Knowledge truly is power for today's youth, and they pride themselves on being informed. The Internet is the library they carry with them at all times now, and if they don't know the answer, they know how to find it. Tapscott, Don. Growing Up Digital, 2009
Customization is identity.
Everything The Net Generation does is unique to them and their personal tastes - different cell phone rings for each of their friends, iPod cases, My Space profiles. Similarly, they customize the streams of information that they're interested in, signing up for newsletters or text blasts, or subscribing to RSS feeds from preferred news sources.
They require innovation as a part of their daily lives.
This generation is the constant creator of evolving web content. This group craves updates, newness, and the next best thing. Information that is outdated or stale is simply dismissed, so getting their attention requires being bold and innovative, and needs to evolve to be meaningful for them.
Speed is key.
The digital generation would probably communicate telepathically if they could. Everything is instant to them. The Net Generation doesn't have to wait to check their email when they can get back to their computer - that is, unless they forgot their phone. Of all NetGeners, 74% own a cell phone, the most powerful technology of all because it's becoming everything at once, and it's their main conduit to the world. Tapscott, Don. Growing Up Digital, 2009
Adapted from market research carried out for HRLE by The Idea Factory
We have a strong foundation to build on...
- Youth want to be involved, and to have a voice in shaping public policy. The Provincial Government has been building its capacity for citizen engagement.
The Provincial Government has been building its capacity for citizen engagement.
Community partners, including the Rural Secretariat Regional Councils, Regional Economic Development Boards, labour and employer organizations, secondary and post-secondary educational institutions, and community members are committed to helping create a province of choice.
- Over 870 people and organizations (outside of the young people involved in the Dialogue sessions) provided feedback during the Strategy development.
The Provincial Government is already acting and rethinking approaches to increase participation in democratic processes.
- The Office of the Chief Electoral Officer is focusing on youth in its 2008-2011 Business Plan.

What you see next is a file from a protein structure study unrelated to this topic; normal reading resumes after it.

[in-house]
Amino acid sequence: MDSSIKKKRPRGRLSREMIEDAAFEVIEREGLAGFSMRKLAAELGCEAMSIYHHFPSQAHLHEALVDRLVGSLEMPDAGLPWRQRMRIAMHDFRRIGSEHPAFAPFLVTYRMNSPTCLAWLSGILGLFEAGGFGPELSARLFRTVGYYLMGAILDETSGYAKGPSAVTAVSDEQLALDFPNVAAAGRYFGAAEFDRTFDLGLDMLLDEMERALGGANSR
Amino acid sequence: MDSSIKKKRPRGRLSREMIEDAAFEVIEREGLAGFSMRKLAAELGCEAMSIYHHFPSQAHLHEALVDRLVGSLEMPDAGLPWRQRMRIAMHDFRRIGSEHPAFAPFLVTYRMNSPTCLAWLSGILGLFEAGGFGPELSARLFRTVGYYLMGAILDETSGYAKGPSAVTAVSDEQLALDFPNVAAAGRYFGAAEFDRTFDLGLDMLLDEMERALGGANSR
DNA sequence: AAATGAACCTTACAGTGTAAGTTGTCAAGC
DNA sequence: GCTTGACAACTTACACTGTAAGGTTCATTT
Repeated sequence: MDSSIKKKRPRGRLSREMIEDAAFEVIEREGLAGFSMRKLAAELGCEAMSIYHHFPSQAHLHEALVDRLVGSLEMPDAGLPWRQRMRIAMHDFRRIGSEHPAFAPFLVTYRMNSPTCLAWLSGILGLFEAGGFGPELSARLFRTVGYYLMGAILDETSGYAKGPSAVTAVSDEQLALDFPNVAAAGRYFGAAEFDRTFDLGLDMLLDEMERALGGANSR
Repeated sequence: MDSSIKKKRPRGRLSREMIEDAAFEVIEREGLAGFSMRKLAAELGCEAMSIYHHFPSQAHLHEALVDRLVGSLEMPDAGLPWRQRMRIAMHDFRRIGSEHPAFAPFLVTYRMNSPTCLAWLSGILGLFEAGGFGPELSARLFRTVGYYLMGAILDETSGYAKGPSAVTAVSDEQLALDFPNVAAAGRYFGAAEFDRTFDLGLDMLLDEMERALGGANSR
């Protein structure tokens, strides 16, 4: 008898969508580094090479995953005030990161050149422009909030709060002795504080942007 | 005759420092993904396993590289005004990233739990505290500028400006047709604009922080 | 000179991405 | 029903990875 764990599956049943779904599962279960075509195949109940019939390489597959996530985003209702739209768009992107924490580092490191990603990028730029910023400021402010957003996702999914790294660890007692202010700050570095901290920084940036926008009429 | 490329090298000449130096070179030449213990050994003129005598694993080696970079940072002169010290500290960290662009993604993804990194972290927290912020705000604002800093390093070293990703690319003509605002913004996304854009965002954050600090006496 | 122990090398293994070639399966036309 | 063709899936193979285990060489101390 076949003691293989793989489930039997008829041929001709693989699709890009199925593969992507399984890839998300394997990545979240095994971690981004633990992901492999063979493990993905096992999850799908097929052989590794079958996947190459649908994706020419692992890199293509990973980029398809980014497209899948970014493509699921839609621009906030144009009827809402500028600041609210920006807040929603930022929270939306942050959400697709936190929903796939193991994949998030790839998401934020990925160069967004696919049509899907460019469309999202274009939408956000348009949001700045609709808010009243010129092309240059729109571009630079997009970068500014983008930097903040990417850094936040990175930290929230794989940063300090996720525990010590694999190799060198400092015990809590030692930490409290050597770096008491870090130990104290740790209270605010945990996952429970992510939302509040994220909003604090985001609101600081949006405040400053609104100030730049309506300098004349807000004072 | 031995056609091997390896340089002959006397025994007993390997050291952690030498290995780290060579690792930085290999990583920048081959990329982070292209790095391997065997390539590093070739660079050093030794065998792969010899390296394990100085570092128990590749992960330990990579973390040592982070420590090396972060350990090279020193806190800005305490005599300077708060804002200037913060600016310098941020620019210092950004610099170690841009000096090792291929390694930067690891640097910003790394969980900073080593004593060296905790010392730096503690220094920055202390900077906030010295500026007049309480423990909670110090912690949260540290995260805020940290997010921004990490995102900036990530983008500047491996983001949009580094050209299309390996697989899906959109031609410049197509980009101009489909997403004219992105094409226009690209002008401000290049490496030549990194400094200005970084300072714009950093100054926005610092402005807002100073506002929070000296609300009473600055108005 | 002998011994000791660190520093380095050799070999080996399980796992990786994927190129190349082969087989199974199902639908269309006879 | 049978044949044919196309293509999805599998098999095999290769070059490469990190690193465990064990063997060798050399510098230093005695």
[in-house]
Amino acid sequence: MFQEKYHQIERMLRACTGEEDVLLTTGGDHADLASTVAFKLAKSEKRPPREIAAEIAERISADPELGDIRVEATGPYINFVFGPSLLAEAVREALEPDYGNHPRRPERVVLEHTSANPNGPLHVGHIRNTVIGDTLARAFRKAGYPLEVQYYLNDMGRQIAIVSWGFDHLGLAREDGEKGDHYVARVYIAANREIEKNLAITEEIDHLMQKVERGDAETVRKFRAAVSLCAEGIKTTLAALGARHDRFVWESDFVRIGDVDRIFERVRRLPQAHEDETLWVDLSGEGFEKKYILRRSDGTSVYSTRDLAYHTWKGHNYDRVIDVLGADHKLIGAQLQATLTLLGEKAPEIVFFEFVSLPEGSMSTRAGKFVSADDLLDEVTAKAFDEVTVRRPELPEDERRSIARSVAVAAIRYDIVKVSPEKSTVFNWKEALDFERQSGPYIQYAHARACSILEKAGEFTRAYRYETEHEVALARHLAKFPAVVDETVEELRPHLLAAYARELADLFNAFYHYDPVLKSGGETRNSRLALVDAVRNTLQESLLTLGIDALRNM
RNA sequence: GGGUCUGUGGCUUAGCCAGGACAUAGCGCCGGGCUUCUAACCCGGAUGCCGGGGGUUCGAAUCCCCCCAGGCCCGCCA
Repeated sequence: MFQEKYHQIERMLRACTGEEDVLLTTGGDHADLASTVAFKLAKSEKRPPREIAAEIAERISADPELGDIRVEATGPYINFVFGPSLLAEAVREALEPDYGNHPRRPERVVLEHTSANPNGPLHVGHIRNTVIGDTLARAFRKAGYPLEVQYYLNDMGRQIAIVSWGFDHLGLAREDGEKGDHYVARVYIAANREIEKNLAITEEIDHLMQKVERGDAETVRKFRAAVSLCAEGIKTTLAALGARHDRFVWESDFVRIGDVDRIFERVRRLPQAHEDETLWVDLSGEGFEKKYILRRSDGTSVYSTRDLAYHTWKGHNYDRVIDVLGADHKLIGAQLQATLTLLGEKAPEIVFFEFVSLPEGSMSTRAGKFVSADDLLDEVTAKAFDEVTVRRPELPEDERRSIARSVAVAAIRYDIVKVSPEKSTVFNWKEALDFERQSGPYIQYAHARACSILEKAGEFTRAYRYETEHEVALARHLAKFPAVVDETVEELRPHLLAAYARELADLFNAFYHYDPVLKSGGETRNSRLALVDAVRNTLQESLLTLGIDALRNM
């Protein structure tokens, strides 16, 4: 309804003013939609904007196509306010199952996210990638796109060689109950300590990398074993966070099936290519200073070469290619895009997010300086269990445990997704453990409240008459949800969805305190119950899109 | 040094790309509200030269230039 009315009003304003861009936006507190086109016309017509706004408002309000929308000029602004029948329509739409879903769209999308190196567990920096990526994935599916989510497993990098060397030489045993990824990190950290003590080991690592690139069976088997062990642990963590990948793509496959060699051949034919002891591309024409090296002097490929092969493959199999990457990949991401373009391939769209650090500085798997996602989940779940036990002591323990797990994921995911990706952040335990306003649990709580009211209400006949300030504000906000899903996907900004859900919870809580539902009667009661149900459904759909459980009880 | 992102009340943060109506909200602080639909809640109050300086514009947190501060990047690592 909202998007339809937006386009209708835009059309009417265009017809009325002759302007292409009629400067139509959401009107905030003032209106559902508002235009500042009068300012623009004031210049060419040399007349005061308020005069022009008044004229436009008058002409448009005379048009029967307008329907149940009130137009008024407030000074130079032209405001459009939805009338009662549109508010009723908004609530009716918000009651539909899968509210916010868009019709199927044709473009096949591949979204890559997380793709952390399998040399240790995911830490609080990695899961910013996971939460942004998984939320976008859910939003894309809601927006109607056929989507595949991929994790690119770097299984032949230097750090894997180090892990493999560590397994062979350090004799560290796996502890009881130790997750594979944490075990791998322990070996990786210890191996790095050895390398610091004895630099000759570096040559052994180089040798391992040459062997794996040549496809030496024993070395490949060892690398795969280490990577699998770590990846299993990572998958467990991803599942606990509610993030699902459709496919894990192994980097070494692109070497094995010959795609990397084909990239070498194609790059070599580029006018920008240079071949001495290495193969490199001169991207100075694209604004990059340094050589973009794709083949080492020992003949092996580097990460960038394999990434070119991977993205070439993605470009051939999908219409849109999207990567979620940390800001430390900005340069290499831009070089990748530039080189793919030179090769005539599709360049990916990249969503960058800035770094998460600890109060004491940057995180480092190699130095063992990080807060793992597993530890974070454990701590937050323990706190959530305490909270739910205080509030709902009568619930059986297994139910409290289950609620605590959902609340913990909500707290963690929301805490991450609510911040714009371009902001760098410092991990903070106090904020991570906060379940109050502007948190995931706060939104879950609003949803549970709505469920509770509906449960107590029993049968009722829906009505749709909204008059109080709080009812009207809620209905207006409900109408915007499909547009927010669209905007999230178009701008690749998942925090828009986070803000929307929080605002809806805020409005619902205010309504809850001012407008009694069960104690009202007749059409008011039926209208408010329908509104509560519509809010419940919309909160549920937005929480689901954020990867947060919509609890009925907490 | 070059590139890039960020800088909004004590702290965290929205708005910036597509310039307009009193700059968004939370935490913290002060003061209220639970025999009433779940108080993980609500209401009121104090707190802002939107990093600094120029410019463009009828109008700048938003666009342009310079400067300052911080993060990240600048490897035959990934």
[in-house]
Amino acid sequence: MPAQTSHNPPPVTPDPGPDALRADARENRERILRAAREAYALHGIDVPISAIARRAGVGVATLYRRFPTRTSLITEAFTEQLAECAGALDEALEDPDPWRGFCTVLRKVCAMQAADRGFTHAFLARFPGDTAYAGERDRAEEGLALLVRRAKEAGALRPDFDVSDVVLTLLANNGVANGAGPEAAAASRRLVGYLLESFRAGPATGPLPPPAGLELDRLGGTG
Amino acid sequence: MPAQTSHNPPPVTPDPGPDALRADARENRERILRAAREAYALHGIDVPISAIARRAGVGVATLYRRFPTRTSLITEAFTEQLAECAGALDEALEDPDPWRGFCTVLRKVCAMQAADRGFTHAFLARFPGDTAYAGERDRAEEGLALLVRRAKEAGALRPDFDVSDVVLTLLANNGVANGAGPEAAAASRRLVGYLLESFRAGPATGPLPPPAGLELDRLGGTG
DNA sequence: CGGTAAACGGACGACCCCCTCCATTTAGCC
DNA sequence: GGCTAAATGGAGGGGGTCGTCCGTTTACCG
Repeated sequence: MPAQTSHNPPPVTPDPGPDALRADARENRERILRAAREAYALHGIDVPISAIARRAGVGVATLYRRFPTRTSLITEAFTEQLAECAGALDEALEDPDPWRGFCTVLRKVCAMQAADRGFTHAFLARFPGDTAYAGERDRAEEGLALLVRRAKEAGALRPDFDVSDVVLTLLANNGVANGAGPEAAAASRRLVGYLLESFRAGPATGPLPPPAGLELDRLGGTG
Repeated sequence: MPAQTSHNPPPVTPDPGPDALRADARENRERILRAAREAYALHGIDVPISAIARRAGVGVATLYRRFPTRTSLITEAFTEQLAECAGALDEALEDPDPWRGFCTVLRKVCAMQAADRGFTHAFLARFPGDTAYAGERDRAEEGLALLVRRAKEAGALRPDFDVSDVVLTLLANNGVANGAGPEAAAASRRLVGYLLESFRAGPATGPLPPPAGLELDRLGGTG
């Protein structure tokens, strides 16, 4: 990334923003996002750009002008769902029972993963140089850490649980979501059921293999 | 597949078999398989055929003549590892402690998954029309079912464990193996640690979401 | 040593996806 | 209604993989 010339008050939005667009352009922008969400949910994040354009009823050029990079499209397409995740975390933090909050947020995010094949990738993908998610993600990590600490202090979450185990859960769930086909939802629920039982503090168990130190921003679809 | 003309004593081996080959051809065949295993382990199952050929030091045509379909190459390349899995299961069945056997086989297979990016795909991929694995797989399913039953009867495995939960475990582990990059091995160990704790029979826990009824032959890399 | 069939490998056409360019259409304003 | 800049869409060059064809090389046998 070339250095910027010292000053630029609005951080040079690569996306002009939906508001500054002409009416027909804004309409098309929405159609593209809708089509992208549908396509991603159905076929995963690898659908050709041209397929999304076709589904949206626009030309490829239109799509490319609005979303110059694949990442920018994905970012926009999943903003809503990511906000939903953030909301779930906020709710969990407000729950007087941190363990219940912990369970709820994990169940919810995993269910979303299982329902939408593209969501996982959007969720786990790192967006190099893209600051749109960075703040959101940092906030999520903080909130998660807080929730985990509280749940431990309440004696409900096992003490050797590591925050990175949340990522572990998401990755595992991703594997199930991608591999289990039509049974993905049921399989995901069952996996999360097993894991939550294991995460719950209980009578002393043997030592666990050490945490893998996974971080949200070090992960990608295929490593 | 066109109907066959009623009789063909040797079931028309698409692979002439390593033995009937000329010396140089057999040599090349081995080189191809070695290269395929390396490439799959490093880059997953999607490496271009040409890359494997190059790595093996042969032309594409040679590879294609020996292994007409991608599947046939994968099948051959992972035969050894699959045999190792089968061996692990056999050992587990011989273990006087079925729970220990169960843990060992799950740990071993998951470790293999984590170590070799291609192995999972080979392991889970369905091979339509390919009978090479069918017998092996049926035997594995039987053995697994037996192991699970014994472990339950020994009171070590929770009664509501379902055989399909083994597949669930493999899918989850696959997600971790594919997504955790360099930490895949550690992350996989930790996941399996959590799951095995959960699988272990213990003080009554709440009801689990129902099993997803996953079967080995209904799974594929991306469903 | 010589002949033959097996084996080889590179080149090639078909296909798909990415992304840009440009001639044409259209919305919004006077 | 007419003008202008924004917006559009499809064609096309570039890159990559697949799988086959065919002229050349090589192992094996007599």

- The Department of Municipal Affairs recently launched the online MakeYourMark campaign for the Municipal Elections.
- The Department of Education has been promoting the Ready, Set, Vote! Campaign for School Board elections.
- The establishment of the Province's Office of the Volunteer and Non-Profit Sector and new investments of $1.1M in 2009/2010 are significant measures to strengthen relationships between the Province and the voluntary and non-profit sector, promote volunteerism and social enterprise, and enhance the capacity of the sector.
Actions to Support Youth Retention and Attraction
- The Provincial Government will build upon the momentum generated through the Youth Dialogue process and send a loud, clear message to the youth of Newfoundland and Labrador that the Province has committed to their ideas and priorities for creating a province of choice by designating a Minister Responsible for Youth Engagement. This Ministerial position will act as a champion for youth engagement, incorporating the youth voice on social and economic issues and policy, including youth retention and attraction; providing direction on the recommendation of strategies affecting young adults; advising departments and Ministers on programs and policy objectives; and representing the Government of Newfoundland and Labrador on youth retention and attraction issues.
- This Ministerial position will be supported by an Office of Youth Engagement responsible for ensuring a coordinated approach among partners and departments in the implementation and ongoing development of youth retention and attraction strategies.
- A Youth Partnership Forum for recruitment and retention will be established. Members of the Youth Advisory Panel for the Strategy and Youth Advisory Committee, youth representatives from labour, business, and education, as well as young citizens from across the province will be invited to participate in a quarterly forum to discuss the Strategy progress, current and emerging issues, and potential actions that may be put forward for Government's consideration to support the ongoing development of the Strategy.